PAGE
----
Thursday, May 29, 2008

Hay Fever

The Hay Festival celebrates its twenty first anniversary this year, a cause for some celebration.
Envisaged as a get together for the folks who write books and those that read them, it has been an admirable venue for all those that value literature and the arts.
This year has been no exception with the appearance of many literary lions to talk about and read excerpts from their works. This is what the fair was all about, I thought.
So why, oh why, did the organisers feel it was necessary to inject ‘personalities’ into the mix?
The former president Jimmy Carter for instance. An admirable man in many ways but his presence seems to have been solely to put the boot in to poor old George Bush and have little to do with literature or the arts.
Then there was Jamie Oliver, a cook, I understand but one whose literary abilities I had not recognised. And I suspect that my mum cooked just as well.
Next the obnoxious blowhard, Jeremy Clarkson, whose proud boast of having exceeded the speed limit by a substantial margin on a public road should surely result in his having his collar felt by the local fuzz.
Arthur Scargill made a cameo appearance but what artistic value he brought to the event escapes me – and a good many others.
No doubt Cherie Blair mounted the podium to explain just how hard it was to make ends meet with four mortgages now that her husband was no longer being subsidised by the British taxpayer.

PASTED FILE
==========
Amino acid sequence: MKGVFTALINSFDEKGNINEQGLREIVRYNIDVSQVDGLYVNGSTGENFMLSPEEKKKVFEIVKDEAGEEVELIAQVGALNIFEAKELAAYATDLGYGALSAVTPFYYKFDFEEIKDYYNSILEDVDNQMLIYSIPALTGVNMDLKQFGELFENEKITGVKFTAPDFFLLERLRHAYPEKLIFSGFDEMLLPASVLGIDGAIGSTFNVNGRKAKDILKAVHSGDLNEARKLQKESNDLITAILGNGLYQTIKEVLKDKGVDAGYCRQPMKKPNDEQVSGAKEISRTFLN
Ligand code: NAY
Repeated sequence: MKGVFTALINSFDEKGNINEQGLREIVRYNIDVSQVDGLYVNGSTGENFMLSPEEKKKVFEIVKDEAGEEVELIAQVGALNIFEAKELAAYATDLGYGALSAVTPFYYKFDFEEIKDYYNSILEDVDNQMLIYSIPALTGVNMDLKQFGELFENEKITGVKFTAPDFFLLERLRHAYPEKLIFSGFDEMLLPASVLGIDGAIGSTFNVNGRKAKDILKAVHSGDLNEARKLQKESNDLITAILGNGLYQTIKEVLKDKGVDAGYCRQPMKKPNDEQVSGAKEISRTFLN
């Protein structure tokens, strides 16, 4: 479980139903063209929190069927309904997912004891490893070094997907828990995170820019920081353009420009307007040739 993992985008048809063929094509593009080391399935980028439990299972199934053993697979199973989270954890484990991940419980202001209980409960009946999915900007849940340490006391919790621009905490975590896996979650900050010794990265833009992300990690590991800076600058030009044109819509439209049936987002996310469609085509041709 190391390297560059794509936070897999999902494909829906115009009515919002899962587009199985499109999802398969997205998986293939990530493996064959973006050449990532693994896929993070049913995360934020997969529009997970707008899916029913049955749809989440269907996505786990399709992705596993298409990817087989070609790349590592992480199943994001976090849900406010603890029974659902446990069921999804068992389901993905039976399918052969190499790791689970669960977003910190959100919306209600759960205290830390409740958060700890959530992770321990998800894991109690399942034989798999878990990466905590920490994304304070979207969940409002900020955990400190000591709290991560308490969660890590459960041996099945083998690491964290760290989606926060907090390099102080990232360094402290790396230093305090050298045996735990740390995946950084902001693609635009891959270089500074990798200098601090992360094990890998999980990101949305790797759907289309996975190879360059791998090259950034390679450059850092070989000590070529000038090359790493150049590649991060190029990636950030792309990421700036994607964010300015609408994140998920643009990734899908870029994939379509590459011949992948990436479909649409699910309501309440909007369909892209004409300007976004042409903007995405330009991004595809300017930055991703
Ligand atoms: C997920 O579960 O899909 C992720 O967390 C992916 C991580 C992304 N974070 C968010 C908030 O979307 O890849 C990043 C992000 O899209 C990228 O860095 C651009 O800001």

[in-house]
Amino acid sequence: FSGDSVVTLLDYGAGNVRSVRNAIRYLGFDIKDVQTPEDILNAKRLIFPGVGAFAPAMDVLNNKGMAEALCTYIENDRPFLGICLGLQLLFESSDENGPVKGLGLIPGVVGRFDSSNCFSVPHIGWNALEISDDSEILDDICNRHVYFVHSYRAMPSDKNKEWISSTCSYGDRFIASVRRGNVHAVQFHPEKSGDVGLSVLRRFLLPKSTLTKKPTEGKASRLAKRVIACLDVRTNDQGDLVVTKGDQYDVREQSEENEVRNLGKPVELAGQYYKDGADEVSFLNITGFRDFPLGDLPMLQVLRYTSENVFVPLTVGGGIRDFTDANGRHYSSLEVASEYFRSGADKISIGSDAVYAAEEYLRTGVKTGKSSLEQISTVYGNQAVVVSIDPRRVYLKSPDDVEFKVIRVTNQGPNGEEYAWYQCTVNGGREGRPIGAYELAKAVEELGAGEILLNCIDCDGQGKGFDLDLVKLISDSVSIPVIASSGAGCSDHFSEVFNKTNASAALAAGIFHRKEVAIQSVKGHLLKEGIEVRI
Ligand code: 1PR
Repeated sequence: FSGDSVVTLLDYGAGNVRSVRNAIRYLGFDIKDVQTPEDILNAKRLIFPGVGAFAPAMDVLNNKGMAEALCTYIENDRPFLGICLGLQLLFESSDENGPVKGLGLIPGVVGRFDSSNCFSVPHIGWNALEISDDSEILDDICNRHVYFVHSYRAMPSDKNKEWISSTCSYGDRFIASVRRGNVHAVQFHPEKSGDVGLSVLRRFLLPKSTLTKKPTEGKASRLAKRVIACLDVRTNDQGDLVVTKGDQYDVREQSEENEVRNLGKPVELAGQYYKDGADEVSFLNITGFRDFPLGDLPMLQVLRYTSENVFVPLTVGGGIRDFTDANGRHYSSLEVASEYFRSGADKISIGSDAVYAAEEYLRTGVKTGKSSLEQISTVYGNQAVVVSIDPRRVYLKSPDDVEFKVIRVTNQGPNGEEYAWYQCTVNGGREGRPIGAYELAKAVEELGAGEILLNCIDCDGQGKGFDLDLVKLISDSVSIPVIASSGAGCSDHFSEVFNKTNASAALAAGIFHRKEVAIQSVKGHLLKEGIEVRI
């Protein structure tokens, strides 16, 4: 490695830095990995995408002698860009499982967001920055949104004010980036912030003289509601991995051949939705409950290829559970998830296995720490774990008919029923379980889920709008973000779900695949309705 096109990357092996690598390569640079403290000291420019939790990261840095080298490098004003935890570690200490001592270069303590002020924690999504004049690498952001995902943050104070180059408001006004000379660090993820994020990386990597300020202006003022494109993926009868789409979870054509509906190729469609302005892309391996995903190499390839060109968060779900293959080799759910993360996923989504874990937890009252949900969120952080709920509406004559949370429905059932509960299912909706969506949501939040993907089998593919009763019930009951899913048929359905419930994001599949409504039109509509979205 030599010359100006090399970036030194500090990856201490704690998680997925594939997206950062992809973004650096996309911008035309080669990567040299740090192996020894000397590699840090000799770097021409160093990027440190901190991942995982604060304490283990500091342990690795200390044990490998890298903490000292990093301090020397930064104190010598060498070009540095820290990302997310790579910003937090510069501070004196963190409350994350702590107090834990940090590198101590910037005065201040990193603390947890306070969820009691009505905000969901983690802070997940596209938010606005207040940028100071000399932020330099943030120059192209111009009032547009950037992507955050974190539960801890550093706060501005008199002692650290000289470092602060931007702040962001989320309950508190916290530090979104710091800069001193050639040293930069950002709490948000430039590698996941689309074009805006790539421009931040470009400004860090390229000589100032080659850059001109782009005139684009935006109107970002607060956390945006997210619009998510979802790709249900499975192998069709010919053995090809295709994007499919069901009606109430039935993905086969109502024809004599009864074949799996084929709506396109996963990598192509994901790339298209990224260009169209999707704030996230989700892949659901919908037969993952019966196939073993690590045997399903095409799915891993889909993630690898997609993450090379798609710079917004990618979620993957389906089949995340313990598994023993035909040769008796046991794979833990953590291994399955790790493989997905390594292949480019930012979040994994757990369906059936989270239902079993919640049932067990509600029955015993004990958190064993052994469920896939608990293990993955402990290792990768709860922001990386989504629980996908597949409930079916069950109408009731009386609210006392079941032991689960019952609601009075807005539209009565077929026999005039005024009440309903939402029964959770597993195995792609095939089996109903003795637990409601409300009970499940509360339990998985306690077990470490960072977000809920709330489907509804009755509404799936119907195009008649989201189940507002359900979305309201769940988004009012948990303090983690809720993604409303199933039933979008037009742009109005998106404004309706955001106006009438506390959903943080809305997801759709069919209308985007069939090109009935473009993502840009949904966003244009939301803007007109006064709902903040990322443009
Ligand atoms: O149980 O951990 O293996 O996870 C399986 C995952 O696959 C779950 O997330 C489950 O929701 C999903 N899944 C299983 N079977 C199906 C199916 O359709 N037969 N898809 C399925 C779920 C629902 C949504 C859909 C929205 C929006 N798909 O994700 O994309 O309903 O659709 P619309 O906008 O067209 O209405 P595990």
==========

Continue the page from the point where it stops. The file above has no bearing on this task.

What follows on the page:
And last but not least, the walrus moustachioed John Bolton was wheeled out for reasons best known to the organisers. Here the high spot must have been the attempted citizen’s arrest by the Guardian newspaper’s resident loony, George Monbiot. Not that I disagree with his motives but assassination might have been more dramatic and effective.
For all the above personalities, none of whom have any real connection with literature or the arts, there is a corner of Hyde Park reserved for them. A literary festival is not the place for them to mount their personal soapboxes.
And it seems there is now something of a backlash from those who feel that the festival has lost its way.
No longer held in the town of Hay on Wye but at a spot well outside the town, it is being challenged by those who wish to return to the original format.
The ‘Real Hay Festival’ deserves the support of all those who are interested in literature – and not in the opinions of paid for celebrity guests.


Post a Comment

<< Home